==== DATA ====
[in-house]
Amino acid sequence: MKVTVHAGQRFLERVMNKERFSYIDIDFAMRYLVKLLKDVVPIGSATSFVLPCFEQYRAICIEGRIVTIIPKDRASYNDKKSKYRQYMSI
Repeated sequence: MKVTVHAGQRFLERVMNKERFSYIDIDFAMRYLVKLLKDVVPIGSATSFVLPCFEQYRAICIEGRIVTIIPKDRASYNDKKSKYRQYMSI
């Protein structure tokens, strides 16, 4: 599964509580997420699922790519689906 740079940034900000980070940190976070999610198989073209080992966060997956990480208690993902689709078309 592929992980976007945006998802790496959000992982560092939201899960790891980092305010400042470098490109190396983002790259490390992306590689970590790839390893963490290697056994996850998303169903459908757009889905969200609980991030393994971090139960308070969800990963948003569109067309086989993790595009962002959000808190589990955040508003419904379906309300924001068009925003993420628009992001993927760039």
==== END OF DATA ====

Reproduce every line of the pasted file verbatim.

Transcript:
[in-house]
Amino acid sequence: MKVTVHAGQRFLERVMNKERFSYIDIDFAMRYLVKLLKDVVPIGSATSFVLPCFEQYRAICIEGRIVTIIPKDRASYNDKKSKYRQYMSI
Repeated sequence: MKVTVHAGQRFLERVMNKERFSYIDIDFAMRYLVKLLKDVVPIGSATSFVLPCFEQYRAICIEGRIVTIIPKDRASYNDKKSKYRQYMSI
């Protein structure tokens, strides 16, 4: 599964509580997420699922790519689906 740079940034900000980070940190976070999610198989073209080992966060997956990480208690993902689709078309 592929992980976007945006998802790496959000992982560092939201899960790891980092305010400042470098490109190396983002790259490390992306590689970590790839390893963490290697056994996850998303169903459908757009889905969200609980991030393994971090139960308070969800990963948003569109067309086989993790595009962002959000808190589990955040508003419904379906309300924001068009925003993420628009992001993927760039």